The former PokerStars darling and new partypoker squeeze is busy doing the media interview rounds, celebrating his new position, giving his new employer some air time, and telling all and sundry that the beauty of his contract is he can do what he wants, go where he wants and play what he wants.

You can’t manage what you can’t measure.

And sometimes, one of your trusted steeds shines your brand underneath the eyes of your market, quite accidentally, like a flashlight into the eye of an investigative toddler.

Jake Cody is PokerStars’ best piece of marketing this year (granted, it’s early). Somewhere, somehow, Usain Bolt is supposed to be battling Kevin Hart in a social media war. Who cares? All anyone is talking about is Jake Cody.

I called my cousin last night to discuss sleeping arrangements for my 70-year-old uncle’s party.

“Did you hear about that idiot who put £42k on black.” He squealed down the phone. “You must know him; he works for PokerStars or something.”

Cody’s decision to place his partypoker LIVE UK Poker Championship High Roller first prize on black, and then watch as it came in, doubling his score, has gone viral.

The newspaper is a mighty weapon.

Phil Galfond Wouldn’t Have Done That 

He wouldn’t.

The man is not a degen.

Entrepreneurial. Business-like. Galfond is too busy building an online poker site. He doesn’t have time to wait for a ball to drop into a black number. Needs must and all of that.

Poker’s darling did have time to write a blog post offering his two cents on the Daniel Negreanu/PokerStars/Rake Debate. You can read about it by clicking the little blue line between these brackets (The Discussion on Rake That Nobody is Having)

In the op-ed, Galfond intimates that if PokerStars continues to increase rake, while at the same time, introducing more softer style game types, then they stop becoming an online poker site, and become PokerStars Casino.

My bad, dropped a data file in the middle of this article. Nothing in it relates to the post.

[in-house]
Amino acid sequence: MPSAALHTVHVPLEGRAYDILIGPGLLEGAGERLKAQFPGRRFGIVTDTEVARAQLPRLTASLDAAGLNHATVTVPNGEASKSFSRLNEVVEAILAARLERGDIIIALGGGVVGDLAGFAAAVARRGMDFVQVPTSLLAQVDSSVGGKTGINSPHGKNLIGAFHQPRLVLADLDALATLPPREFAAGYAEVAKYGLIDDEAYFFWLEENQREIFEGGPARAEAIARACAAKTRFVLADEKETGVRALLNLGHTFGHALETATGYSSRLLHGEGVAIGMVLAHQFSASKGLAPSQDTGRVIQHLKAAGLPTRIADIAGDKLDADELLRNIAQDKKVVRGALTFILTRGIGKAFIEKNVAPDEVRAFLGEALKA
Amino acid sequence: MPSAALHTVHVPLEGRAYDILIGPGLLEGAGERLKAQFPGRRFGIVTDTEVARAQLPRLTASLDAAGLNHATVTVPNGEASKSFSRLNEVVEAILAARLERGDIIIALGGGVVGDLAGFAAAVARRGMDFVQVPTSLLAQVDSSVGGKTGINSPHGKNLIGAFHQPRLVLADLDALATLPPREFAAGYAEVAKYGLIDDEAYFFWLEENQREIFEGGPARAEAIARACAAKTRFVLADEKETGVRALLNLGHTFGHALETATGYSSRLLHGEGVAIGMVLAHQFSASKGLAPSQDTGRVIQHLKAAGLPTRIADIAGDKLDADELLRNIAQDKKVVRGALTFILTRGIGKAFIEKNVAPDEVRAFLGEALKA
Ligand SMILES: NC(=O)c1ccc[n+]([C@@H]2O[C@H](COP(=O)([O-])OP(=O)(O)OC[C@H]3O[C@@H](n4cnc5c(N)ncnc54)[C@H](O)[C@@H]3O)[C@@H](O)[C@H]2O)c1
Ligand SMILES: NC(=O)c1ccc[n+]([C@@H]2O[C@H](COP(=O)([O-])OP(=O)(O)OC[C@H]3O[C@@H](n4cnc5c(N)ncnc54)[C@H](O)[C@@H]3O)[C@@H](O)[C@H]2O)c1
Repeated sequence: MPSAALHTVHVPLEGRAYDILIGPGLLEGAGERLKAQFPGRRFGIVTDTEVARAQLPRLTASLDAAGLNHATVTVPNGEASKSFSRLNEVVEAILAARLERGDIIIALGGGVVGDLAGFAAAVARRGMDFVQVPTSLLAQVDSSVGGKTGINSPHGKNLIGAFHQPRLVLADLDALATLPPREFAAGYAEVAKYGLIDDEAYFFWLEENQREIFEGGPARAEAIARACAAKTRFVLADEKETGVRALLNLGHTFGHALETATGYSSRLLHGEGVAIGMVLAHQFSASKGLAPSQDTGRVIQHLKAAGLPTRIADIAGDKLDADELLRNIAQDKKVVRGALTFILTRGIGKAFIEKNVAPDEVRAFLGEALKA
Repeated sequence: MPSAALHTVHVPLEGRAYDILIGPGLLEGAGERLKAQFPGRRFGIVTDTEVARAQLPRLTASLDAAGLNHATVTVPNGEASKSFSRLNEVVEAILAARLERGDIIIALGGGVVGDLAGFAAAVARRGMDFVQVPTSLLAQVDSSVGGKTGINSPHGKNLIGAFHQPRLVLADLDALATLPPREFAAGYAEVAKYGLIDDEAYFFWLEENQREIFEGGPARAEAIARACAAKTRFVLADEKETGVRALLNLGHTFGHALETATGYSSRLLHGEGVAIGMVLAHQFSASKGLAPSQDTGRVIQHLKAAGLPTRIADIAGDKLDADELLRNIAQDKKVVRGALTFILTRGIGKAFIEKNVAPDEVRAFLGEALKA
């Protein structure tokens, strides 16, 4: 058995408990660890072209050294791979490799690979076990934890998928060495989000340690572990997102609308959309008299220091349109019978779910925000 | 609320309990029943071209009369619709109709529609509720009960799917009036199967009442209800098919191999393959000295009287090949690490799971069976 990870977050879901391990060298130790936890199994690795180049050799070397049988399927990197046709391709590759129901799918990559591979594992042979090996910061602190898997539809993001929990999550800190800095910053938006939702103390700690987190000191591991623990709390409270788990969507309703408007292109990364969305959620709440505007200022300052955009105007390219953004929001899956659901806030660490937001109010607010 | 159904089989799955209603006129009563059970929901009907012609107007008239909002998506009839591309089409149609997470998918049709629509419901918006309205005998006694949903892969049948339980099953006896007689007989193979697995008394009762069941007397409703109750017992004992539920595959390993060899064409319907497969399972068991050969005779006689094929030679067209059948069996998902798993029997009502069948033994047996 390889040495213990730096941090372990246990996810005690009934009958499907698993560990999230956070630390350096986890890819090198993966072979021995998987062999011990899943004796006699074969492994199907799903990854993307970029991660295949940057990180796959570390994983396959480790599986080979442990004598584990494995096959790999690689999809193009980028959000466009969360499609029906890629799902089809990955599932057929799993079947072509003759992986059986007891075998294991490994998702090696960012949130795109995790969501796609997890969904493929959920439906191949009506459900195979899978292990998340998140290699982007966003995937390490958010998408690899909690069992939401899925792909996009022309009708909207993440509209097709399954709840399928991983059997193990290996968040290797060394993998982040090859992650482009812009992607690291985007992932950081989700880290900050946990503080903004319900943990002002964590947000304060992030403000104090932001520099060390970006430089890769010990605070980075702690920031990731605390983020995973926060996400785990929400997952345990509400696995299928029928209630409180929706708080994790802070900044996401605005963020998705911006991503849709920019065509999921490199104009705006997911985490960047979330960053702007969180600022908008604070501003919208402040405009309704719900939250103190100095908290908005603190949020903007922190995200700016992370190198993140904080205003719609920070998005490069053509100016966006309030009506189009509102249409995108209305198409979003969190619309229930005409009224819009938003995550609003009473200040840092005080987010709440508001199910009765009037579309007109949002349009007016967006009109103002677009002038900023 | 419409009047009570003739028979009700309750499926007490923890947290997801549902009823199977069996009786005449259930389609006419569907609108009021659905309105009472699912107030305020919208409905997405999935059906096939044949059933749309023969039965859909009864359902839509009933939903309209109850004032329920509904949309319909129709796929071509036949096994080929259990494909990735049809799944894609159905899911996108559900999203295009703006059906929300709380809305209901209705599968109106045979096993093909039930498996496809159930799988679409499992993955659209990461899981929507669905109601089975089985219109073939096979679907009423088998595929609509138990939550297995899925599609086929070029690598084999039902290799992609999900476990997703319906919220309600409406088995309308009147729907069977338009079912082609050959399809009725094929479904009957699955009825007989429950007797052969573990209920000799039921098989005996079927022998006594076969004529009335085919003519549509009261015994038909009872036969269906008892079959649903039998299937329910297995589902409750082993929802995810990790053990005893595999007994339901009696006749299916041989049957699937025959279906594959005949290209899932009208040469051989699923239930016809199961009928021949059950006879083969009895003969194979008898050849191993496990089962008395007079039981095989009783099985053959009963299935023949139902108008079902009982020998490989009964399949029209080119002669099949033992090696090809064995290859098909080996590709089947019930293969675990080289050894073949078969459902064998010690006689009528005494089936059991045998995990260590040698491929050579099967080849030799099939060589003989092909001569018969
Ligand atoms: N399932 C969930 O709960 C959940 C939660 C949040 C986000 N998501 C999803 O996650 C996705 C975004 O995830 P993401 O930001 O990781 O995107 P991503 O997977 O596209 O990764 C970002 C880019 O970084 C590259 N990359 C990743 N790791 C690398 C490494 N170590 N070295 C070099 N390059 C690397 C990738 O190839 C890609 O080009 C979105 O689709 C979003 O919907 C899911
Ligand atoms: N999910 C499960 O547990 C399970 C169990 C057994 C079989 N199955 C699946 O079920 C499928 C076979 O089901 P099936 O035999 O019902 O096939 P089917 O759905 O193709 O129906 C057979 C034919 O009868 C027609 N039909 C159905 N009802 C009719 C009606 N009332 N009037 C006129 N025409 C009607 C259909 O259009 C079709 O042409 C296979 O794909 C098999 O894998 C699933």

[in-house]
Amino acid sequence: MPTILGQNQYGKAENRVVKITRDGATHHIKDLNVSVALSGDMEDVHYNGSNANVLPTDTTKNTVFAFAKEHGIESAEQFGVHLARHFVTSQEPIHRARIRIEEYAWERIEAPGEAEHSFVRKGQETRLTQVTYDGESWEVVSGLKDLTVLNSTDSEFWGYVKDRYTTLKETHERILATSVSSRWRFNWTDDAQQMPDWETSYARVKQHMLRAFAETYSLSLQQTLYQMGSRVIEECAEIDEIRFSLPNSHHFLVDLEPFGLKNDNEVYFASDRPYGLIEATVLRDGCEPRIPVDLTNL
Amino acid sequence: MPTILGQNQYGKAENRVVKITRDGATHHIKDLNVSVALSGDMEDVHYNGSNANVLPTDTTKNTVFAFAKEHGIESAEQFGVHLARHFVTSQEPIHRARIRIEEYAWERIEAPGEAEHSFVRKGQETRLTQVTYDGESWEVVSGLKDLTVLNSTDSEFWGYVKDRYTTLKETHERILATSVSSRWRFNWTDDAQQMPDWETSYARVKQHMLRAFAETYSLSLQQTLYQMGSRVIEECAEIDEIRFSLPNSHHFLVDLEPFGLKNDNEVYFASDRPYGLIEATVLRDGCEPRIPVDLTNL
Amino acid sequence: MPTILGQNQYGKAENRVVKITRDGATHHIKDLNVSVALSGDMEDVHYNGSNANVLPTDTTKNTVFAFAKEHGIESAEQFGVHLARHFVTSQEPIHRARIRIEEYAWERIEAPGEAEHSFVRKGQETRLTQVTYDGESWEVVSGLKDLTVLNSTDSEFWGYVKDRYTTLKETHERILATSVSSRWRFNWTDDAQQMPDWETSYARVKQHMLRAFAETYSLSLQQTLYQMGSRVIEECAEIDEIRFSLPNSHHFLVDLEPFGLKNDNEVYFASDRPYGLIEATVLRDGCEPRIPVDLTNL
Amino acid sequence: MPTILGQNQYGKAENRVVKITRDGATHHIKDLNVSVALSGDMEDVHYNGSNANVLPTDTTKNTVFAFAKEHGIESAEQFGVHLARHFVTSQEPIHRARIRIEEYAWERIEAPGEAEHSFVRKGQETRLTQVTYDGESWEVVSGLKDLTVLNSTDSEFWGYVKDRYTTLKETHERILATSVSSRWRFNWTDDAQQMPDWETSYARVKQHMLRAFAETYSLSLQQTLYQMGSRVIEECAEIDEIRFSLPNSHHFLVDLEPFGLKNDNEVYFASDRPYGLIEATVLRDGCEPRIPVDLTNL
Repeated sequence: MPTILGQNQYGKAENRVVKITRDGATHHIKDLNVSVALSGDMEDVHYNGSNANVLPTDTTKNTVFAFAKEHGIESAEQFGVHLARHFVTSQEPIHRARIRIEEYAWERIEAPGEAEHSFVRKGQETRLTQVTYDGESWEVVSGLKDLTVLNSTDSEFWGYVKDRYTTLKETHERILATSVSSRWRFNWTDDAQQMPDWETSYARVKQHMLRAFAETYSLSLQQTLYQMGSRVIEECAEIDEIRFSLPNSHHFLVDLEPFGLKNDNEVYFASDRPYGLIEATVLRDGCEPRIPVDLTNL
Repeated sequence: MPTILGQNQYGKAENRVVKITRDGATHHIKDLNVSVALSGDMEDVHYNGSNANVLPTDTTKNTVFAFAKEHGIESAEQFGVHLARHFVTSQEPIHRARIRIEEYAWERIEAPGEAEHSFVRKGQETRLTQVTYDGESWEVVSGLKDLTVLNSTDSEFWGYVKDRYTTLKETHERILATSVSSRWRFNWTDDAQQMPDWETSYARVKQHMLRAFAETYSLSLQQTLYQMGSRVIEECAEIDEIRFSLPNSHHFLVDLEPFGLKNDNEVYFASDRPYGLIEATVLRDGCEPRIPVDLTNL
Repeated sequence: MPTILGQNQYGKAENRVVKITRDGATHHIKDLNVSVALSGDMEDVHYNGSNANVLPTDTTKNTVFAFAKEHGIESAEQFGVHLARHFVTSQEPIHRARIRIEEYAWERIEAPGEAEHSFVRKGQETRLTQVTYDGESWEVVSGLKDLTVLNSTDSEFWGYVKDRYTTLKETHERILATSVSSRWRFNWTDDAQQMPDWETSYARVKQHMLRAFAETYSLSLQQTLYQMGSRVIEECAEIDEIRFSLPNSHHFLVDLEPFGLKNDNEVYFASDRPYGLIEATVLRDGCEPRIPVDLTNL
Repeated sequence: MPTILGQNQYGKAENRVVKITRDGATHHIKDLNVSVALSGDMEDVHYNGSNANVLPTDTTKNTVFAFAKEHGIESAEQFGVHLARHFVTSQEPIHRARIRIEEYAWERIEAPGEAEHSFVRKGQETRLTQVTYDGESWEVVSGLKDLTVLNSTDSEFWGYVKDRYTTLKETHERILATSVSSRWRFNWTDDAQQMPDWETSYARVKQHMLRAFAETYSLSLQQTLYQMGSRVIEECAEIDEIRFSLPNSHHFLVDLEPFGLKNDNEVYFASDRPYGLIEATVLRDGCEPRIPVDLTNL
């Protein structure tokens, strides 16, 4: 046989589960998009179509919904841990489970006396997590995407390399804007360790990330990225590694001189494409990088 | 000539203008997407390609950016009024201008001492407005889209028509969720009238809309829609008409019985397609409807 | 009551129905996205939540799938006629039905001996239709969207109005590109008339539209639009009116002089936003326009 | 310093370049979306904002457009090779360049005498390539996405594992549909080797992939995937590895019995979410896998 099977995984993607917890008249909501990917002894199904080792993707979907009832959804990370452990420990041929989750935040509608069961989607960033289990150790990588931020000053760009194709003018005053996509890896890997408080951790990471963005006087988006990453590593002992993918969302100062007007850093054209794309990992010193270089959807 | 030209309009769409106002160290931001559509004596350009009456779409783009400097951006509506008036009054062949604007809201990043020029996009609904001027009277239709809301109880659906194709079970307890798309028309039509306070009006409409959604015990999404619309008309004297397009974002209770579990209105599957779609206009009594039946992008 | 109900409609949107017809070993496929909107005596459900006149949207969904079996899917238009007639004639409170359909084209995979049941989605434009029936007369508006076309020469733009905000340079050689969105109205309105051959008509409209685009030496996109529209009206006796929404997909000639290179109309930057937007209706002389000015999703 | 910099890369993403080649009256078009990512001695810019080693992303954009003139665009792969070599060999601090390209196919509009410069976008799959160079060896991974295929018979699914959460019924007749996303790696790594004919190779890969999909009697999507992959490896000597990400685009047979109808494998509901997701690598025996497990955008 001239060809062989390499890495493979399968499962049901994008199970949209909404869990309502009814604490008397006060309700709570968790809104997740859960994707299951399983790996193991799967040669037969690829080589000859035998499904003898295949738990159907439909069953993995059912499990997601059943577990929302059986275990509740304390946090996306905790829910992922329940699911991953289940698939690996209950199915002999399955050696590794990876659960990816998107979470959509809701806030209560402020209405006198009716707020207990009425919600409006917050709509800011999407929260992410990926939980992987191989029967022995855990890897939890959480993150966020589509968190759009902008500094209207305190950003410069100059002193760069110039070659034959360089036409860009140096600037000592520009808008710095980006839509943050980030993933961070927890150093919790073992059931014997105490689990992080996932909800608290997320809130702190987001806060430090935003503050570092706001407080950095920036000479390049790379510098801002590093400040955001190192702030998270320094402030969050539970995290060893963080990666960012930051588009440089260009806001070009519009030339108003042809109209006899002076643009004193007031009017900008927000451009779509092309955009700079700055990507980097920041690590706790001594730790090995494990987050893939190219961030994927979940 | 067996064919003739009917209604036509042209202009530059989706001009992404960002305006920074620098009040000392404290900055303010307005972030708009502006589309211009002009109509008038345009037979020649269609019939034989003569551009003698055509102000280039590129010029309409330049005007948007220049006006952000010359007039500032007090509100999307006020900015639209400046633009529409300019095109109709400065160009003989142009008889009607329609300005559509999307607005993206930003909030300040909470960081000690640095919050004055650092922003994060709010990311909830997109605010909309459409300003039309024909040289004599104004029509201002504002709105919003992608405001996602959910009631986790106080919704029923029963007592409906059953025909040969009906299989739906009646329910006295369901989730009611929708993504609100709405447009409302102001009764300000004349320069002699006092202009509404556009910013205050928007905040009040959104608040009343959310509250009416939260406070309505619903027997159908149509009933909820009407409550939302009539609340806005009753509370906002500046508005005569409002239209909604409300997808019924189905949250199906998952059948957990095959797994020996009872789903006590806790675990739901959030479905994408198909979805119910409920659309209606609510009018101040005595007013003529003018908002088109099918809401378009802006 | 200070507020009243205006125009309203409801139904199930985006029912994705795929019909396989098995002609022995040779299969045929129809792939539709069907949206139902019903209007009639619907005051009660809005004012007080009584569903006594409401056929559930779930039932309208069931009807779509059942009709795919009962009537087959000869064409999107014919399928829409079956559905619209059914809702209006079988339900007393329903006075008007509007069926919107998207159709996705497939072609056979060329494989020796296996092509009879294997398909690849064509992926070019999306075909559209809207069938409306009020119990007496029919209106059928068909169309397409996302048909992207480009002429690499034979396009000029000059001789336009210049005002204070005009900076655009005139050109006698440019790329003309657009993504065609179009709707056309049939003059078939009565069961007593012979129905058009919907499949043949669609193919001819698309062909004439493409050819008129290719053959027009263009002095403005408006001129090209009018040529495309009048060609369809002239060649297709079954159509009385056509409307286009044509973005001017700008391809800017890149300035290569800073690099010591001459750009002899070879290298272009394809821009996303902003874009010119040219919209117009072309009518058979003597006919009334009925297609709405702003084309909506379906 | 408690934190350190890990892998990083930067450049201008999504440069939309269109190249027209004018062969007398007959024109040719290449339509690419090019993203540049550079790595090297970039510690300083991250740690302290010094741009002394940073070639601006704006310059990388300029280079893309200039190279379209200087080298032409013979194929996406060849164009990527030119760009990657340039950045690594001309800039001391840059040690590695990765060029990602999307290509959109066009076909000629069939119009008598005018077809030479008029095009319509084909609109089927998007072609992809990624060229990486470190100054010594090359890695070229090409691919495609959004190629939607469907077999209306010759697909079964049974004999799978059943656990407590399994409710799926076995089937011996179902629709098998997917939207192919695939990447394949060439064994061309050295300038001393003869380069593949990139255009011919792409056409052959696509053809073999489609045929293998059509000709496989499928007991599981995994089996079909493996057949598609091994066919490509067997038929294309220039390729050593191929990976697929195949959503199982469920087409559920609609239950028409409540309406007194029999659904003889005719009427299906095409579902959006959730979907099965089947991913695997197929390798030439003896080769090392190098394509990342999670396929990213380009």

I don’t think many within PokerStars will disagree with him.

PokerStars stopped being a poker site a long time ago.

I don’t think they’re hiding that fact.

Who Wants to be a Millionaire? 

Seven-figure winners on PokerStars are as familiar as cotton candy at the fair, and they have crowned the first one of 2018. A Norwegian won $1,608,448.03 playing on the $10 per spin Genie Jackpots Slot game. It’s the first time anyone has hit a progressive slot jackpot on PokerStars Casino.

The Norwegian’s name is “zetheriver”, and back in 2014 he finished fourth in the Sunday Million for $120,000, so you can be sure that some of that $1.6m will filter down through the slot and table carcasses and end up in poker.

PokerStars believe they’re giving their players what they want. A recent study by the Australian Gambling Research Centre (AGRC) published a report earlier this month claiming 46.3% of poker players experienced gambling problems in the past year, and they spend more money on average than ten other tranches of gambling groups.

I spoke about this to a high stakes poker player over tea the other day, and he replied, “It’s not that people come to poker and then develop a proclivity to gamble. Poker attracts gamblers.”

Yesterday, I covered another brilliant case of cross-pollination when I told you how BetStars and PokerStars planned to merge marketing muscle to host a poker tournament where the winners win free BetStars bets and get the chance to have a sweat in the Cheltenham Gold Cup in a marketing campaign called the Big Game.

Maybe I’m not giving PokerStars enough credit.

It’s not a secret that a few sponsored pros have recently left. Things are changing. A new direction and all of that. Perhaps, the person responsible for the Roles & Responsibility statements of the PokerStars Ambassadors finally filled in the blanks beneath the headline.

GAMBLE!

GAMBLE!

GAMBLE!

Methinks Jake Cody was one of the first people to get his fresh new copy, and fair play to the lad, whatever you think about gambling, he’s single-handedly showed the world how cool it could be.